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Whixall C. E. Primary School

Curriculum

Curriculum

The School Curriculum

We follow the requirements of the  2014 National Curriculum for England  as well as the 2009 Locally Agreed Religious Education Syllabus. However, we are able to tailor this curriculum to the needs of the children in our school. This is done through a thematic approach to learning – teaching through ‘topics’                                      

The best learning contexts enable everything we teach to centre around a common theme and to be experienced first-hand by the children. These contexts are set in the ‘real world’ and aim to motivate and inspire children, developing their thirst for learning around the topic. Thematic learning covers all areas of the National Curriculum, including literacy, numeracy, art, music and science. There may be times when subjects are taught in isolation, but we know that children learn best when links can be made between what they know, what they understand and what they can do. Christian values and Spiritual. Moral, Cultural and Social links run through all that we are and do at Whixall C.E. Primary School.

The Early Year curriculum works in precisely this way, with themes being changed more frequently to engage interest and concentration. A generic theme is introduced and the children then initiate learning from that, as their interests dictate.

To help parents understand the National Curriculum and support their children in making the most of their education, we have included a link to:

Parents Guide to the National Curriculum.

Themes  Year by Year: 

Below is our planned overview for the curriculum for the next two years.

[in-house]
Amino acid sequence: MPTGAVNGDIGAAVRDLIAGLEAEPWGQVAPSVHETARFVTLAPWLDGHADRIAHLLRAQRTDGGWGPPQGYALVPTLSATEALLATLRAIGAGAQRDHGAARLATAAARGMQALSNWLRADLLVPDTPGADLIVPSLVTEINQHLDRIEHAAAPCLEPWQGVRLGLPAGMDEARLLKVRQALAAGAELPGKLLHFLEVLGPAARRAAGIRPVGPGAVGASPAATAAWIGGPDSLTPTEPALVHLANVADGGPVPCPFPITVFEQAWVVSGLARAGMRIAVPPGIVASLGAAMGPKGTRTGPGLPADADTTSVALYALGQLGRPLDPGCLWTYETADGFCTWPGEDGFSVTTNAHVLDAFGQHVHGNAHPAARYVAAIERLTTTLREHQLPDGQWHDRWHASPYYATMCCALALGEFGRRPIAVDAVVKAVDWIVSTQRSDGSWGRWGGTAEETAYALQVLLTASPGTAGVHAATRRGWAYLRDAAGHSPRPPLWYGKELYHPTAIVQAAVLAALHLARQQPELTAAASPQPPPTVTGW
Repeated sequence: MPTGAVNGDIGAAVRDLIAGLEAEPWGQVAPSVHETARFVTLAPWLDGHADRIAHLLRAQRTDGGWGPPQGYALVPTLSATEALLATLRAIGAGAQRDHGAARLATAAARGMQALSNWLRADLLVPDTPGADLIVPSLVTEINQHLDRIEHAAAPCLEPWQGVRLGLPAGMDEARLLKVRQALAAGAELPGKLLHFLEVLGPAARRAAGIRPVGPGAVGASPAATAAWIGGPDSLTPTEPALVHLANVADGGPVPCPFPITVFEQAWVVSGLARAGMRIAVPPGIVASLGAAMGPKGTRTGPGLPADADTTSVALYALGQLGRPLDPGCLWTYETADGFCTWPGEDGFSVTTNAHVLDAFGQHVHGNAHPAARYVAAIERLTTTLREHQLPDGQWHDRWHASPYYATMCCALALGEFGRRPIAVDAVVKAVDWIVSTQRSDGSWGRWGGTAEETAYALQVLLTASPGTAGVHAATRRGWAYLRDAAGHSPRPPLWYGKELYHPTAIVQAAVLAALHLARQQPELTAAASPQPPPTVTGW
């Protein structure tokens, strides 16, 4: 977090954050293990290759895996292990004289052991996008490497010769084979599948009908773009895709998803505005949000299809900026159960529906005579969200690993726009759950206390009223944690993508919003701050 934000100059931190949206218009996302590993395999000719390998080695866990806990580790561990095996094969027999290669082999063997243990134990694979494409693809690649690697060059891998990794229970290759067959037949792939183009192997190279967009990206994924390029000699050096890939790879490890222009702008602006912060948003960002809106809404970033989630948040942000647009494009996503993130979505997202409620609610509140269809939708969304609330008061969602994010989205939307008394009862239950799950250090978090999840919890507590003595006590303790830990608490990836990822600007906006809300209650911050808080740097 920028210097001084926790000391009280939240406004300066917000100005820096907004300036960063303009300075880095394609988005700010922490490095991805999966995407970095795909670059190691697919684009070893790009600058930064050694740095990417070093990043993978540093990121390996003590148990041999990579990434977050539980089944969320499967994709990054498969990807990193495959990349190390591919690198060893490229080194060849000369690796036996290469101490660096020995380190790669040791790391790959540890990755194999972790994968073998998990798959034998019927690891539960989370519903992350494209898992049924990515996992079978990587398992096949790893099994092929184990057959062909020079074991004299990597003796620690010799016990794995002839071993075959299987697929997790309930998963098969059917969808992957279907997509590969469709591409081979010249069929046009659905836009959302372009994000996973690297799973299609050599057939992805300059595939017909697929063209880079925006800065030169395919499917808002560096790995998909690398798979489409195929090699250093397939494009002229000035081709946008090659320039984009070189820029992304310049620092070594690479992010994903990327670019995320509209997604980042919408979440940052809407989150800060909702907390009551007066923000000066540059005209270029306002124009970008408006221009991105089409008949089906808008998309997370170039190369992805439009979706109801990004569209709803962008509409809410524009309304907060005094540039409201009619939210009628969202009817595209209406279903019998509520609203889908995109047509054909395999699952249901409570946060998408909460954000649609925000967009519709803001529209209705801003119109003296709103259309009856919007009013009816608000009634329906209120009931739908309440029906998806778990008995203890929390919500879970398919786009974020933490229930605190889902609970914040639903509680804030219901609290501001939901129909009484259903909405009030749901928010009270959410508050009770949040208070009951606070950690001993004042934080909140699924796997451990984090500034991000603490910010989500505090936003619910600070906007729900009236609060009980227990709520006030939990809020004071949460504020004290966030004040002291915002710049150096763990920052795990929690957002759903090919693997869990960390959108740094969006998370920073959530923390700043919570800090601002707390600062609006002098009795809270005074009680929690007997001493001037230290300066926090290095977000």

Key Stage 1 2016 - 2017 curriculum

Key Stage 1 2017 - 2018 curriculum

Key Stage 2 2016 - 2017 curriculum for years 3 & 4

Key Stage 2 2017 - 2018 curriculum for years 3 & 4

Key Stage 2 2016 - 2017 curriculum for years 5 & 6

Key Stage 2 2017 - 2018 curriculum for years 5 & 6

The teaching of reading and phonics 

In EYFS & Key stage 1, reading and phonics are very closely linked. Initially children are taught each phoneme (the sounds that make up words when we read), in the order stated in Letters and Sounds, through games and kinesthetic activities.  Once children recognise the phoneme they are then taught to read it within a range of words using blending skills. When they are secure with this skill, children are encouraged to read phonemes within words that make up a sentence.  As the children become confident and competent decoder – word readers – the emphasis of reading moves on to the comprehension of what they are reading.

All of this is achieved through daily phonics sessions, modelled reading in whole class situations, small group guided reading sessions and frequent individual reading opportunities.  We emphasise reading for pleasure and making links to everyday life.

We use a variety of reading schemes, including Oxford Reading Tree throughout the school with an expectation for children to be ‘free reading’ when their reading skills are competent enough for them to do so.

You can find some free online games at: http://www.phonicsplay.co.uk/

There is also advice about how we pronounce the sounds of letters at:

http://www.oxfordowl.co.uk/for-home/reading-owl/expert-help/phonics-made-easy

Below is our English and Mathematics overviews.